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Posted by Steven in Colorado Springs, CO on 10/31/2016

Well now. Folks may remember that last week I decided that I needed to simply move the right-hand door up about a half inch to make it fit perfectly. As I noted at the time it sealed nicely around the edges and while the bottom gap was a smidge large it wasn't something I couldn't work with. I'd have to carefully extend the hinge seats a bit and drill all new holes, but I knew it was quite doable.

So that's what I did this weekend just past. I spent all day Saturday very careful chiseling out the hinge seats (bought a new wood chisel just for the job!) and sanded it down nicely. Getting the door and the hinges to the right height and leaving it there long enough to start screwing in the new hinges was tricky, but I got it. Along the way I took a word of advice from the installation sheet ("manual" would be too generous here) and installed two of my top hinge screws as very long screws that extended into the outer frame around the door so as to provide better adjustment control.

So my first attempt didn't quite fit, much to my surprise--it caught along the top of the doors and along the arch towards the top. After a bit I realized what the problem was--the extra arch set screw I'd added last week was sitting flush against the 2x4 it was mounted into, and I couldn't "adjust" that part of the arch anymore. I thought that maybe if I took that out it would work better and at least let the arch "spring" outwards a bit, so I did... and it was perfect! The door opened and closed exactly as it should!


The first pic below shows the door from the inside. It's all clean and level and just looks great.

Then I stepped outside to check the weather seal fit. WTH ... Judging by the speakeasy grate, the door was crooked! Very crooked.

See pic #2 for what I found.

Well heck... what the devil was going on? Since it was getting late Sunday I just closed things up and pondered, and then today when I got home from work I took some more measurements.

The third pic shows the level along the threshold. Perfectly flat and level... It would be hard to get that bubble "more in the middle" than it is. This is good news, because I hated for lots and lots of reasons the idea of having to remove the entire frame and start completely over.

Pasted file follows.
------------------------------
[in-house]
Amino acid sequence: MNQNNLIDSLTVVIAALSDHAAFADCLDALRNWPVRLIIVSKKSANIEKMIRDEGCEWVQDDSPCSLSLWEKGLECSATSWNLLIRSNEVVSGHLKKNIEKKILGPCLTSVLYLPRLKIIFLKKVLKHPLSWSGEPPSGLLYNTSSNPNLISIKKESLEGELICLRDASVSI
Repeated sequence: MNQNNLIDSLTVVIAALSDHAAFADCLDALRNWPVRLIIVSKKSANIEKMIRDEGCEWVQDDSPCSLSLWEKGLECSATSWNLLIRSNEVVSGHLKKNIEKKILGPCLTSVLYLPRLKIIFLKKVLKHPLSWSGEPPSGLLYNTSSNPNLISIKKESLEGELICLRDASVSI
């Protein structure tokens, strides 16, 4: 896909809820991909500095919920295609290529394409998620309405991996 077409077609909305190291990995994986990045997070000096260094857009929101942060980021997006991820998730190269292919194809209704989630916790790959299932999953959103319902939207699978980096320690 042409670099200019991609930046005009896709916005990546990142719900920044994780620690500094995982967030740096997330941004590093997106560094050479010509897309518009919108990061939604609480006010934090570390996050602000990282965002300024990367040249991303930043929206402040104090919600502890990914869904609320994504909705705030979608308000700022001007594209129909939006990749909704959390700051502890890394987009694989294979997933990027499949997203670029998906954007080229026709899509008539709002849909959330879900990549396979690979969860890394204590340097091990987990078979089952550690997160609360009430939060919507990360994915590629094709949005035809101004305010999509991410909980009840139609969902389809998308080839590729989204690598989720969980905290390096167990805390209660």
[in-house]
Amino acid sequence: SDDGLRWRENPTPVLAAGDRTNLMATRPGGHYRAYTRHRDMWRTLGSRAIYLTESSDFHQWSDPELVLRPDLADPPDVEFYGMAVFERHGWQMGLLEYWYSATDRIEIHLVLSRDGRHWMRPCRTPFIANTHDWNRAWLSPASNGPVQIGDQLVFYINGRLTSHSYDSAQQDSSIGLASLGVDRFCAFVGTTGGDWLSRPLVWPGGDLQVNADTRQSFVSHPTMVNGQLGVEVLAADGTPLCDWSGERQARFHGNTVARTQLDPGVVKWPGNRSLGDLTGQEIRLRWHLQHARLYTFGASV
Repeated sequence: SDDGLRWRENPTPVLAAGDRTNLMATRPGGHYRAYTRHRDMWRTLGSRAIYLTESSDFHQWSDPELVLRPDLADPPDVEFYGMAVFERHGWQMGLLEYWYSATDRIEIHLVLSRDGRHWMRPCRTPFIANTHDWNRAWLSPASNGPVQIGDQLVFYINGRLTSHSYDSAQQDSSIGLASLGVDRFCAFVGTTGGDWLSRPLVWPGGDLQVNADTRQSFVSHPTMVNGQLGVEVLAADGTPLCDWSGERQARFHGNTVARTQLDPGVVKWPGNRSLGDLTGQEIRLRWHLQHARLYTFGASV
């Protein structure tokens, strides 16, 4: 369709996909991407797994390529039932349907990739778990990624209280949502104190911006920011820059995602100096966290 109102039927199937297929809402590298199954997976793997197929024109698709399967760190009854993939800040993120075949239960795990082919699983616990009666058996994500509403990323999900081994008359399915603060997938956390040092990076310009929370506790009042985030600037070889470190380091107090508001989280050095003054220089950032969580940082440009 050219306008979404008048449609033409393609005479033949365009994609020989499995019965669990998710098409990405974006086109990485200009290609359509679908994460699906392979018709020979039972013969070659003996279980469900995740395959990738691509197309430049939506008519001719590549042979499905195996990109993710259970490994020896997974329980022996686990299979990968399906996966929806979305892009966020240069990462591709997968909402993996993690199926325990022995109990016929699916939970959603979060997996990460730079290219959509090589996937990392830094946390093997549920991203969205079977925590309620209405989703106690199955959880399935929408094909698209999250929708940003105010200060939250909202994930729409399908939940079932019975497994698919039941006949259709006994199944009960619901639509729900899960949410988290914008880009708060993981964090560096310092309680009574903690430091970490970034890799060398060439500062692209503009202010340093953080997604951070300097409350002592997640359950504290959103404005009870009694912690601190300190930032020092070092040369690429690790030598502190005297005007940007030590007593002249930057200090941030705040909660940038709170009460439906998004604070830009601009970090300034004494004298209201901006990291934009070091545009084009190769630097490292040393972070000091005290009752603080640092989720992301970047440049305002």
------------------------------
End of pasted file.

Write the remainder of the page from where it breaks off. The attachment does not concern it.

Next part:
The fourth pic on the other hand is from the level being held against the vertical on that side of the arch. Note how it clearly indicates that the arch is uphill, in the direction of the slant shown to annoying effect by the speakeasy. So this means that somehow the arch itself isn't vertical, probably on both sides (the other side also shows a slight inclination in that same direction, though not as pronounced).

So... I'm working on theories now. In increasing likelihood of impacting the door frame here's what I've got so far:

  • It might be that the bracing/filler blocks I put between the door frame and the larger opening frame is throwing it all off... They don't go more than about a foot up though.

  • It could also be that the longer set screws I added to the upper hinge (per instructions!) is "pulling" the frame inwards and hence "uphill". Possibly releasing the tension in those screws, or removing them completely, might make a difference here.

  • It's also possible that all three of the set screws around the top of the arch (one on either side and one at the top) aren't quite on center, that the arch was essentially screwed into place with a slight tilt towards the right-hand side. I could test that by simply removing them... If I'm right then the arch should definitely "shift" once it's not held into place by those upper screws.

Or maybe it's all three combined in one fashion or another... or something I haven't thought of yet.

So. Fracking. Close!

Always fun, but I'm ready for this particular round of fun to be over... I really want this to be done so I can seal up the wall!


Frustrated in Colorado


The door looks GREAT from the inside...
...but from the outside there's clearly something off.
The level on the threshold. I don't know how it could get any more level than that.
The level against the frame on the misbehaving door. Note it clearly ISN'T level... Grrrr.

My Construction Website

Posted by Linda in Chickamauga, GA on 11/4/2016

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I think it is mathematically impossible that the inside of the door would be vertical and the outside crooked so I started measuring your pictures. I think the grate on the outside of the door may be crooked - which would make the whole door look crooked on the outside. You would need to test this checking with a tape that the grate is actually parallel to the stiles/rails on the door. Since there is so much contrast between the grate and the door, even a little deviation would create the visual illusion of "crookedness". If that's the problem, you probably have a defect in the door itself.

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